Gilmore Stott, retired educator and mentor to generations of Swarthmore students, died of a heart attack May 4, 2005. He was 91.
Born in Indiana, Stott earned his bachelor's and master's degrees at the University of Cincinnati. In 1938, he won a Rhodes scholarship after fulfilling the athletic requirement with a three-month canoe trip and long-distance bike ride. During World War II, he served as an intelligence officer under Gen. George Patton, participating in the Battle of the Bulge and receiving the Bronze Star.
After the war, Stott earned a Ph.D. in philosophy at Princeton. As assistant to the director of the Institute for Advanced Study, he acted as chauffeur for Albert Einstein, an Institute faculty member.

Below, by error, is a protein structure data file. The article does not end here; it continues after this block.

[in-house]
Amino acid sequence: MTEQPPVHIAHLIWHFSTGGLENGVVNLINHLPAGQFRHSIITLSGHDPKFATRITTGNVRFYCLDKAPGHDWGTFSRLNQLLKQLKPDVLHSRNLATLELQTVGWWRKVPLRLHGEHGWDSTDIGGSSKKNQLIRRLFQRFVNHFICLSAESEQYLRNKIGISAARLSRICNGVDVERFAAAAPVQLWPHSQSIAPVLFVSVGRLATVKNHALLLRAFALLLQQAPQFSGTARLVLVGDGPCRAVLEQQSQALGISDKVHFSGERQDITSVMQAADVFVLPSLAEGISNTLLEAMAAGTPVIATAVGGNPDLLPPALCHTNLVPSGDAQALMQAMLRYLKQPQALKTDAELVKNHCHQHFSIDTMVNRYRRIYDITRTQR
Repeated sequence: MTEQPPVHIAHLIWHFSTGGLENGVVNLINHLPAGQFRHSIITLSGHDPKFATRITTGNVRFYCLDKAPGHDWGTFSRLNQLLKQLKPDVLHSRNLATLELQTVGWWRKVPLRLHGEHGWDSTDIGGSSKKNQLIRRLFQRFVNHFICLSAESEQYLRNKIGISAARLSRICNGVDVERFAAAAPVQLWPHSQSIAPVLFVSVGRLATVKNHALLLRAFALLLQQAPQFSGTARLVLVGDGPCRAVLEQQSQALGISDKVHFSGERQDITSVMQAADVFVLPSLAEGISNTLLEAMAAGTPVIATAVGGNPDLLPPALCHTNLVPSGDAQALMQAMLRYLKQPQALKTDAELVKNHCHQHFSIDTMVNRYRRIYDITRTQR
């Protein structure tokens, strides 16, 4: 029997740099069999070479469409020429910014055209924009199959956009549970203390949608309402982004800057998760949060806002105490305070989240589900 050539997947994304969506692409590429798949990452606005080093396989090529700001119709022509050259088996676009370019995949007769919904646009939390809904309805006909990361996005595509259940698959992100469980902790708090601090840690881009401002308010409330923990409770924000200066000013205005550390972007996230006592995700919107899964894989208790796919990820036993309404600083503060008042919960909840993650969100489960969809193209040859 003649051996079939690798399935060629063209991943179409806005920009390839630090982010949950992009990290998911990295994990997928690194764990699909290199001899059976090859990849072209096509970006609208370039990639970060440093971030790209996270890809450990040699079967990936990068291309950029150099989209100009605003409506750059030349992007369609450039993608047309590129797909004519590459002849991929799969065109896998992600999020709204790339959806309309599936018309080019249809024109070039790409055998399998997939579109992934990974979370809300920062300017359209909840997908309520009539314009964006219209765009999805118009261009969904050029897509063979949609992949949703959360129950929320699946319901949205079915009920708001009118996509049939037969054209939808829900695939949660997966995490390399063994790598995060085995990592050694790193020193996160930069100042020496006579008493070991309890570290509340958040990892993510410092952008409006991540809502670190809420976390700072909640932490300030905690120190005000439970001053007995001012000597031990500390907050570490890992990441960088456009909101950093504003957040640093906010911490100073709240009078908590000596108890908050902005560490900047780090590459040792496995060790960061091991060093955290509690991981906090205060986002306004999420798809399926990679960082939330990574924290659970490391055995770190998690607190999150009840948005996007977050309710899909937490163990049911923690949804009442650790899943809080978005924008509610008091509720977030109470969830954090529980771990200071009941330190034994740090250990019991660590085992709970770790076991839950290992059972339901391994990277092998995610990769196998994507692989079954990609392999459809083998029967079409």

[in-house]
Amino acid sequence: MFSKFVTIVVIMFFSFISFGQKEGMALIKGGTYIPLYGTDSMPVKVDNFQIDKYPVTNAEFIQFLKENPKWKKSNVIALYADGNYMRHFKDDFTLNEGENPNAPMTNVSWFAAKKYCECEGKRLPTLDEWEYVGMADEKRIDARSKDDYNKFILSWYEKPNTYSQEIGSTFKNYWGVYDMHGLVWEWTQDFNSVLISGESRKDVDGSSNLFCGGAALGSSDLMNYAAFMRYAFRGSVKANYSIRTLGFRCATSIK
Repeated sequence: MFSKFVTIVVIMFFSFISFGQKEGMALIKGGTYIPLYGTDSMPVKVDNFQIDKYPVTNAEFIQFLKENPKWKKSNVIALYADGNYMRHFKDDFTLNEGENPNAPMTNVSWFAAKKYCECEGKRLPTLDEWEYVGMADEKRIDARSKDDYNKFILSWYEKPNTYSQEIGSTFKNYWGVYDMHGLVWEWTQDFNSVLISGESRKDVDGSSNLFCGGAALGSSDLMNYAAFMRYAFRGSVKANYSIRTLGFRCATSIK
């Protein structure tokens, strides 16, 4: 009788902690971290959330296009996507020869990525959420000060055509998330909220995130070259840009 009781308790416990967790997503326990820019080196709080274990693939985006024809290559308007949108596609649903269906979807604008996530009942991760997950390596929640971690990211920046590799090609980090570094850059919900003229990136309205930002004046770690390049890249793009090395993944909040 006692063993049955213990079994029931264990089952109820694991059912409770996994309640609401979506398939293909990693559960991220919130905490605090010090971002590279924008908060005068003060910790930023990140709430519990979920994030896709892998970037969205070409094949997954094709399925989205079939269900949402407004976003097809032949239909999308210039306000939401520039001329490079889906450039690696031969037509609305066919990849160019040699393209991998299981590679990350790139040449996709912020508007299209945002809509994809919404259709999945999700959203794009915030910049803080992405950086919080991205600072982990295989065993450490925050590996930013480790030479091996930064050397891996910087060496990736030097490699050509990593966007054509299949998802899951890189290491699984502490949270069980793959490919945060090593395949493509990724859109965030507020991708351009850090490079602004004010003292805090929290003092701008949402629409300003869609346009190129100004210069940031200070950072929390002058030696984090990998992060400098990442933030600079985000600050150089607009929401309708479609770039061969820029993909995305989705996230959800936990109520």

Stott spent his career at Swarthmore, where in addition to teaching, he served variously as assistant dean, director of financial aid, associate provost, and special assistant to the president. He retired in 1985.
Passionately involved with music, Stott and his wife, Mary, joined the college orchestra and held musical soirees in their home. He took his last violin lesson the day before he died.
Predeceased by his wife, Stott is survived by two sons, two daughters, and 10 grandchildren.